It is recalled that the Barcelona European Council requested the Council and the Commission to streamline policy co-ordination processes. In particular, the European Council indicated that focus must be on action for implementation, rather than on the annual elaboration of guidelines. With a view to the European Council giving the key political impetus to the actions crucial to the achievement of the Union's long-term objectives, it decided that the calendars for the adoption of the Broad Economic Policy Guidelines and of the annual Employment Package should be synchronised as soon as feasible.

EIB GOVERNANCE WITH A VIEW TO ENLARGEMENT - Conclusions

The Council agreed on the following elements for amendment of the EIB's statute in the context of enlargement:

  • Decisions of the Board of Directors shall be taken by at least a third of members entitled to vote. This majority must represent at least 50% of the subscribed capital.

  • Spain's capital share is selectively increased to a level of 60% of voting power of larger countries, implying an increase of its share in EU-15 terms to 10.24% (2) and of 1.03 bn euros in cash contribution to the Bank. This increase shall be seen as setting no precedent for other Member States, or further enlargements, and shall have no bearing on any other arrangements related to governance.

  • In order to maintain in the Board a wide range of professional expertise, 3 non-voting experts shall be co-opted to the Board, increasing the number of Directors from 26 to 29. In addition, 3 non-voting experts should be co-opted to the Board as Alternates, increasing the number of Alternates to 19. At the same time, so as to keep a large Board workable, its working methods should be adjusted regarding speaking rights of Alternates.

  • Increase the Management Committee by one to nine members (including the next enlargement).

Furthermore, the Council agreed that the Board of Governors, immediately after entry into force of the accession treaties, should review the composition of the nine constituencies in the Management Committee. The Board of Governors should prepare this review in due time. Unless and until the Board of Governors decides otherwise by unanimity, the one additional member shall be allocated to a constituency of the 10 new Member States.

The Council also decided to enter the following statement in its minutes:

"The Council takes note that the composition of the nine constituencies of the Management Committee of the EIB should be reviewed with the aim of finding a better balance between the nine constituencies.

With reference to the country groupings in Article 11(2) of the EIB Statute (Alternate members of the Board of Directors), with a view to coming to a more balanced composition of constituencies, the Council recalls the enabling clause of the Nice Treaty for amending the EIB Statutes."

EUROPEAN CENTRAL BANK (ECB) - Conclusions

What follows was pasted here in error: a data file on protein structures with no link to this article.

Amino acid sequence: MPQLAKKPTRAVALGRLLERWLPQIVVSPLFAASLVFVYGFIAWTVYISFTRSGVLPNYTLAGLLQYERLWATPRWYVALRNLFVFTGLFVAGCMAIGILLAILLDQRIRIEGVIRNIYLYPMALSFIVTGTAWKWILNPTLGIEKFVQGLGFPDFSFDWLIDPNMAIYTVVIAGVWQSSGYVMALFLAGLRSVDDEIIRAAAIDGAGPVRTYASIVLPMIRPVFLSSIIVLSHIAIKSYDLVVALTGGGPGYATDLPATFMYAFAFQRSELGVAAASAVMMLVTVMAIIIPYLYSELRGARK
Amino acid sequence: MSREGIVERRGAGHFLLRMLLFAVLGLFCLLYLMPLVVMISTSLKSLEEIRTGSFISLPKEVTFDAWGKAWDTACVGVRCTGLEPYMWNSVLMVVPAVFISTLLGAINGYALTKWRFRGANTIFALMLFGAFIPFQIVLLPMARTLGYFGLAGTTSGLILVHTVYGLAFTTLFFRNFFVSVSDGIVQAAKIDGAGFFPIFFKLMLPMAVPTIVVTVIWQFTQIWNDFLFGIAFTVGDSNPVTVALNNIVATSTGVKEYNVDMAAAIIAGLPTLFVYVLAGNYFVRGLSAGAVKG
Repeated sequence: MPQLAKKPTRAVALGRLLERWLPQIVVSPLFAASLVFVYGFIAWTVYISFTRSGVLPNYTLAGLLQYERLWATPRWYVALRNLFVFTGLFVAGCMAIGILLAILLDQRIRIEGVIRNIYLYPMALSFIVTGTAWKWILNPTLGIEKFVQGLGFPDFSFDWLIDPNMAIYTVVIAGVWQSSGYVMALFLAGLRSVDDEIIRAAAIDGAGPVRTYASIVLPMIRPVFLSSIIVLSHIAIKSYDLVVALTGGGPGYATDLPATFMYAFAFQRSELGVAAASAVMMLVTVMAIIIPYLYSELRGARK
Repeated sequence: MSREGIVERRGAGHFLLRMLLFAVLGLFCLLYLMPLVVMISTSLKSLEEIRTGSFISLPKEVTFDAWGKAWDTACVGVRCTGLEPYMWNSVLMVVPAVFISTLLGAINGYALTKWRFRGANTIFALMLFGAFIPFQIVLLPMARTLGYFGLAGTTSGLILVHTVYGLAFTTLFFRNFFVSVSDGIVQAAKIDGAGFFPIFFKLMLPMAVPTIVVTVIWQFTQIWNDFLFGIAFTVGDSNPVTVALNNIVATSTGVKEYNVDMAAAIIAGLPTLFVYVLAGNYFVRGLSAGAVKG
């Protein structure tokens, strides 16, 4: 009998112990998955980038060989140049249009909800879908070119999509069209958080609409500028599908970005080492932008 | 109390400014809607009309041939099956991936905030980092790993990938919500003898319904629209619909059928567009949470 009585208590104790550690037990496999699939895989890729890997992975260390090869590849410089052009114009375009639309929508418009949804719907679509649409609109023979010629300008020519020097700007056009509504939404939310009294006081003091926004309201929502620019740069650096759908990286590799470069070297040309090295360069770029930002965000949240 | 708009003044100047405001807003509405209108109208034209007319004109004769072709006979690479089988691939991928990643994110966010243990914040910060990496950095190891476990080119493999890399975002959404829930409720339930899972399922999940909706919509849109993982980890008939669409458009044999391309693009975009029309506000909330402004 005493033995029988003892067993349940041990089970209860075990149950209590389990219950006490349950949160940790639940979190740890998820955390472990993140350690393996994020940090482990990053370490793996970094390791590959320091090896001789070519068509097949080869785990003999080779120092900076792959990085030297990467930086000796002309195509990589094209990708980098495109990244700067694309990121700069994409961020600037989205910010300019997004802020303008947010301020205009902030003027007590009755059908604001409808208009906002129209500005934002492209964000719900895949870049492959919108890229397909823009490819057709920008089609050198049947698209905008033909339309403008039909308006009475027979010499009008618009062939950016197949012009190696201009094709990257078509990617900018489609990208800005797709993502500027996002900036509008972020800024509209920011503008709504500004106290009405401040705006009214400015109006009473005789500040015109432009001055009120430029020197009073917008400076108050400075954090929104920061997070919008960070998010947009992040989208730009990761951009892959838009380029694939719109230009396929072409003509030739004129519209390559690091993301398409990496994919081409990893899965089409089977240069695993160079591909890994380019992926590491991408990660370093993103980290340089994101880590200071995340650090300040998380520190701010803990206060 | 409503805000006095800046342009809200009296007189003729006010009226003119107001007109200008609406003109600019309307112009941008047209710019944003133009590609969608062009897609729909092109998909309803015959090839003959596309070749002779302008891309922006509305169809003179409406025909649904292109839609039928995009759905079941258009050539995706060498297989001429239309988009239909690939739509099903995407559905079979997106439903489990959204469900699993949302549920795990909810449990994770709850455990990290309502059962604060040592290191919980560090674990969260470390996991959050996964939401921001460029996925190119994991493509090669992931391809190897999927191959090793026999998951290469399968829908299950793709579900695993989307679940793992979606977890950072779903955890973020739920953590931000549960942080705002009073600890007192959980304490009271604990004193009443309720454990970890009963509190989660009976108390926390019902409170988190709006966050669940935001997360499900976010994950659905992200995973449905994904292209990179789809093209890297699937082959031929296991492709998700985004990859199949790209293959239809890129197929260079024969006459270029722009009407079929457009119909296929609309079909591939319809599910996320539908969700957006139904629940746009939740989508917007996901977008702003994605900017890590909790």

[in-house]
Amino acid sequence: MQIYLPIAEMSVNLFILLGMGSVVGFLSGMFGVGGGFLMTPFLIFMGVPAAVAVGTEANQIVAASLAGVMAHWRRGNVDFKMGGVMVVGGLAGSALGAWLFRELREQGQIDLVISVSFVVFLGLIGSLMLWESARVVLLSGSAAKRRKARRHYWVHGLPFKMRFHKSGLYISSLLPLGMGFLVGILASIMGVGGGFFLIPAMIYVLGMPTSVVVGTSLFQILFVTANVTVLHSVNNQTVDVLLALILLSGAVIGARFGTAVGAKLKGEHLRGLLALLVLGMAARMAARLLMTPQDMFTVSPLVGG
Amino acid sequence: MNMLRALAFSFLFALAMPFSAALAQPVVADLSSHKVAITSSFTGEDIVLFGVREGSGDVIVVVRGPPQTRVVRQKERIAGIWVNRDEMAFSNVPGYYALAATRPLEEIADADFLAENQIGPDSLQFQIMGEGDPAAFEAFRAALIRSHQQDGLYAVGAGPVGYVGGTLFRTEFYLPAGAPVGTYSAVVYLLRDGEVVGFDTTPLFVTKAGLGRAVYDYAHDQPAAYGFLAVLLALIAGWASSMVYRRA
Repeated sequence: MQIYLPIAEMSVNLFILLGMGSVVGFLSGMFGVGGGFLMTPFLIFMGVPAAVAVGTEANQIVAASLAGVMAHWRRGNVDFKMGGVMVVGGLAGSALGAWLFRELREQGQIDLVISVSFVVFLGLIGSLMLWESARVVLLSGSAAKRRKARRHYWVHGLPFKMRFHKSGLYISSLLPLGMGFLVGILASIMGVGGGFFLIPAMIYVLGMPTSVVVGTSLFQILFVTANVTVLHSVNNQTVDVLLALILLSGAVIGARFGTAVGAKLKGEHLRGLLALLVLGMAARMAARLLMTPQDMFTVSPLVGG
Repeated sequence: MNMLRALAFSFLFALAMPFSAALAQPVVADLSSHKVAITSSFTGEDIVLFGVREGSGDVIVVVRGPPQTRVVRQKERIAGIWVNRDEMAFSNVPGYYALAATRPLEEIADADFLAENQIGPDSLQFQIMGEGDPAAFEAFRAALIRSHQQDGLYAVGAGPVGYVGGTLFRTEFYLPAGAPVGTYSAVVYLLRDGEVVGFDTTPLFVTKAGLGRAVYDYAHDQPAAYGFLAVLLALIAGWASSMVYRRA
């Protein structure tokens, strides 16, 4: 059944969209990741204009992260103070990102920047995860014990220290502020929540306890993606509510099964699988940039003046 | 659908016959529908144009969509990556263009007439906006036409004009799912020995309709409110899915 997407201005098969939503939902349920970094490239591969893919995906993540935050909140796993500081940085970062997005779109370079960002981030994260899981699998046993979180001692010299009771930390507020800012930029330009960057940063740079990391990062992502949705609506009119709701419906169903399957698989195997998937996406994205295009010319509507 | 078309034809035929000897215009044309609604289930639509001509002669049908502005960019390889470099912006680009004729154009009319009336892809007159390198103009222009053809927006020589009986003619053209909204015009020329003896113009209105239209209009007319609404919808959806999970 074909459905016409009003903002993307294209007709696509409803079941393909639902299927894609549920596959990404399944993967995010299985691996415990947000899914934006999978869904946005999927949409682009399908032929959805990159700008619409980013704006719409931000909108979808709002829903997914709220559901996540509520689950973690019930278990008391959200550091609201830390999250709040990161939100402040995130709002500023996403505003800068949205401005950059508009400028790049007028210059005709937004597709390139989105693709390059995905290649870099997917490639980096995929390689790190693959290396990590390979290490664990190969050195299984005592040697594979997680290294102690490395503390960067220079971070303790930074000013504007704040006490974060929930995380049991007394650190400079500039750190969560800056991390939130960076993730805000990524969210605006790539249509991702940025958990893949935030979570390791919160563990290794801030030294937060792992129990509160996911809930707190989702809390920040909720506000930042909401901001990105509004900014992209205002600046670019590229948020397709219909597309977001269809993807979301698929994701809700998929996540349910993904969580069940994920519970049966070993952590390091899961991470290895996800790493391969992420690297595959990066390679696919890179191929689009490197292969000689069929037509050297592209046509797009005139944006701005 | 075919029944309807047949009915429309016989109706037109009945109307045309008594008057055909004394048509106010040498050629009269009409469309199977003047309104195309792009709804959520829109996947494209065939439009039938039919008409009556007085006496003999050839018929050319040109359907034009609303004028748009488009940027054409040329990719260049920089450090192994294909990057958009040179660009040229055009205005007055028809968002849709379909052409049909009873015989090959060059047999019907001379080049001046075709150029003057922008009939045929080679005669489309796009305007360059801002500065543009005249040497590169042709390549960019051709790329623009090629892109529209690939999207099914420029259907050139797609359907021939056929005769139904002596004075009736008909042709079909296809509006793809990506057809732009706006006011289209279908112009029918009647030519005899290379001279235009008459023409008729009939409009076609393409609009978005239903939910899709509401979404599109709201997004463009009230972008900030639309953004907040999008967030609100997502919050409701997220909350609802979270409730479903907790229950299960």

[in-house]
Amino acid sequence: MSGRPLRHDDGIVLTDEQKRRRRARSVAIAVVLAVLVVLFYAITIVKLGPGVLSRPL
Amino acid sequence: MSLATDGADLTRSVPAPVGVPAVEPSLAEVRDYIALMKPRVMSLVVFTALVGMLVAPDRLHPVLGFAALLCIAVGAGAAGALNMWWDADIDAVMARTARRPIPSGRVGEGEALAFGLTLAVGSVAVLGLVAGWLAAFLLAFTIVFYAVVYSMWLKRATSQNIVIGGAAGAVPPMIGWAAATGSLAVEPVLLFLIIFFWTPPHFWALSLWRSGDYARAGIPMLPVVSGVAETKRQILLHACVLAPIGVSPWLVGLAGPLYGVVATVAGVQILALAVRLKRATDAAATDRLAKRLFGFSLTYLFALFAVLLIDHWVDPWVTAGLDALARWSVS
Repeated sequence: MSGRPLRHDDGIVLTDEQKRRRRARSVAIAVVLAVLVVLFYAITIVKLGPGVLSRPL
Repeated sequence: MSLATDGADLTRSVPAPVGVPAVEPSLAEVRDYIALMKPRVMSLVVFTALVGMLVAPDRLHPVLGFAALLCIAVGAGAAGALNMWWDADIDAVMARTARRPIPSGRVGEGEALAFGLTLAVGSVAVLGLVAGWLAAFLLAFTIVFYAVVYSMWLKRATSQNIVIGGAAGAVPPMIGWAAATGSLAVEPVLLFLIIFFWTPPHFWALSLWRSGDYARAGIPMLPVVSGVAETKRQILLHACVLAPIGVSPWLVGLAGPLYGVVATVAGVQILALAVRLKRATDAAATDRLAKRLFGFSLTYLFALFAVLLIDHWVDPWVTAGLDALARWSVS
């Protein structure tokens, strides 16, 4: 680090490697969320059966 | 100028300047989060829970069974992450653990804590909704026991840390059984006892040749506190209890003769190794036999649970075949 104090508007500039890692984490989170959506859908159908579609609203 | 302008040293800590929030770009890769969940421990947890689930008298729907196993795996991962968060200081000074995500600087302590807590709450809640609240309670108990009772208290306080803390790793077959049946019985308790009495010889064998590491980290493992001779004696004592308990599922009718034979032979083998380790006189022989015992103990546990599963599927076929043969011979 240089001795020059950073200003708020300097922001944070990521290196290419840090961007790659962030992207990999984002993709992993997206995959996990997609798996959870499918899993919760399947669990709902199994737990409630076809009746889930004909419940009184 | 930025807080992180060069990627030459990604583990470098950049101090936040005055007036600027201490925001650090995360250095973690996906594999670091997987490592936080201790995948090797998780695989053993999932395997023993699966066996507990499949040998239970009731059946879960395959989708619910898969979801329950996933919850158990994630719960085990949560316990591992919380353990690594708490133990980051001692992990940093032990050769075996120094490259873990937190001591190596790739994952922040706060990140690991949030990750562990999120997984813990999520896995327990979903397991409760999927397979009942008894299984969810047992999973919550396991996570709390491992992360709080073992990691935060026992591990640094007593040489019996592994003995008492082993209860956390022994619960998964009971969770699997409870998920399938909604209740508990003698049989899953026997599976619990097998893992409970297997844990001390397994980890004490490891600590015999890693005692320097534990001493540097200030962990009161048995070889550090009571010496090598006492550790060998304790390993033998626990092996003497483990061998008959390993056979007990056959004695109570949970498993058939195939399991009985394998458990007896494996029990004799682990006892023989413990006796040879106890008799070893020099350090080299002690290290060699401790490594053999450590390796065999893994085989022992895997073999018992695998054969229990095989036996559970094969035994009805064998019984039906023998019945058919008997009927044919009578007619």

The Council adopted the following conclusions:

"The Council agrees that the ECB's subscribed capital and the ceiling on the ECB's foreign exchange reserves shall be increased in the context of enlargement. Accordingly, a new Article 49.3 should be introduced into Treaty Protocol (No 18) (ex No 3) on the Statute of the European System of Central Banks and of the European Central Bank:

"Upon one or more countries becoming Member States and their respective national central banks becoming part of the ESCB, the subscribed capital of the ECB and the limit on the amount of foreign reserve assets that may be transferred to the ECB shall be automatically increased. The increase shall be determined by multiplying the respective amounts then prevailing by the ratio, within the expanded capital key, between the weighting of the entering national central banks concerned and the weighting of the national central banks already members of the ESCB. Each national central bank's weighting in the capital key shall be calculated by analogy with Article 29.1 and in compliance with Article 29.2. The reference periods to be used for the statistical data shall be identical to those applied for the latest quinquennial adjustment of the weightings under Article 29.3.""

OTHER BUSINESS

  • Economic and financial situation in Lebanon

At the request of the French delegation the Council took note of the meeting to be held in Paris on 23 November 2002 with Lebanon and its main partners in order to examine the possibility of financial support for this country in view of its difficult economic situation.

EVENTS IN THE MARGINS OF THE COUNCIL

  • Troika with the European Parliament

The Troika Ministers for Finance (Mr Thor PEDERSEN, Minister for Finance of Denmark and President of the Council, Mr Nicos CHRISTODOULAKIS, Minister for the National Economy and Finance of Greece, and Mr Giulio TREMONTI, Minister for the Economy and Finance of Italy), Commissioners BOLKESTEIN and SOLBES and the President of the European Parliament's Economic and Monetary Committee, Ms RANDZIO-PLATH, had an exchange of views on the report on financial regulation, supervision and stability.

The opportunity was also used for a presentation of on-going work on the preparation of the next European Council spring meeting, notably with regard to streamlining of procedures.

  • Ministerial dialogue with Candidate Countries - Joint conclusions of the Economic and Finance Ministers of the EU and the candidate countries

On 5 November 2002, the Economic and Finance Ministers of the EU and the candidate countries, along with representatives of the Commission and the ECB, met for their fourth economic policy dialogue meeting. They strongly welcomed the historic decisions on enlargement taken by the Brussels European Council, and also welcomed the perspective of negotiations for enlargement to be concluded at the European Council in December this year. They look forward to effective membership of the eligible accession countries in 2004.

The 2002 pre-accession economic programmes